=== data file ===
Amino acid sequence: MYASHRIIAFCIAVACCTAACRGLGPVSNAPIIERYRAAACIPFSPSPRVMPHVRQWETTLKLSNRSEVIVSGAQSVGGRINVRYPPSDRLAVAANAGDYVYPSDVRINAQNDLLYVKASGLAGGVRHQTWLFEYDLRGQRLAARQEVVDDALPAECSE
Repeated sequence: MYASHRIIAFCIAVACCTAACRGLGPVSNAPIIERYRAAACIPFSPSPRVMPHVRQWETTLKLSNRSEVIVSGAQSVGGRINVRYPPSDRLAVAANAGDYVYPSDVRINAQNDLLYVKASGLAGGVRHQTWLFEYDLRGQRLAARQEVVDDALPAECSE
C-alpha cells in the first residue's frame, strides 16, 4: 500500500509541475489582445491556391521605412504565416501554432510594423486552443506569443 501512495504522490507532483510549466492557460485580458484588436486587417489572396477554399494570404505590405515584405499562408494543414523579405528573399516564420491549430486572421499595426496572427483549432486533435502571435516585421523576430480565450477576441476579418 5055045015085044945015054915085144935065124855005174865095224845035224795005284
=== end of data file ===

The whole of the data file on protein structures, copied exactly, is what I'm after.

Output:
Amino acid sequence: MYASHRIIAFCIAVACCTAACRGLGPVSNAPIIERYRAAACIPFSPSPRVMPHVRQWETTLKLSNRSEVIVSGAQSVGGRINVRYPPSDRLAVAANAGDYVYPSDVRINAQNDLLYVKASGLAGGVRHQTWLFEYDLRGQRLAARQEVVDDALPAECSE
Repeated sequence: MYASHRIIAFCIAVACCTAACRGLGPVSNAPIIERYRAAACIPFSPSPRVMPHVRQWETTLKLSNRSEVIVSGAQSVGGRINVRYPPSDRLAVAANAGDYVYPSDVRINAQNDLLYVKASGLAGGVRHQTWLFEYDLRGQRLAARQEVVDDALPAECSE
C-alpha cells in the first residue's frame, strides 16, 4: 500500500509541475489582445491556391521605412504565416501554432510594423486552443506569443 501512495504522490507532483510549466492557460485580458484588436486587417489572396477554399494570404505590405515584405499562408494543414523579405528573399516564420491549430486572421499595426496572427483549432486533435502571435516585421523576430480565450477576441476579418 5055045015085044945015054915085144935065124855005174865095224845035224795005284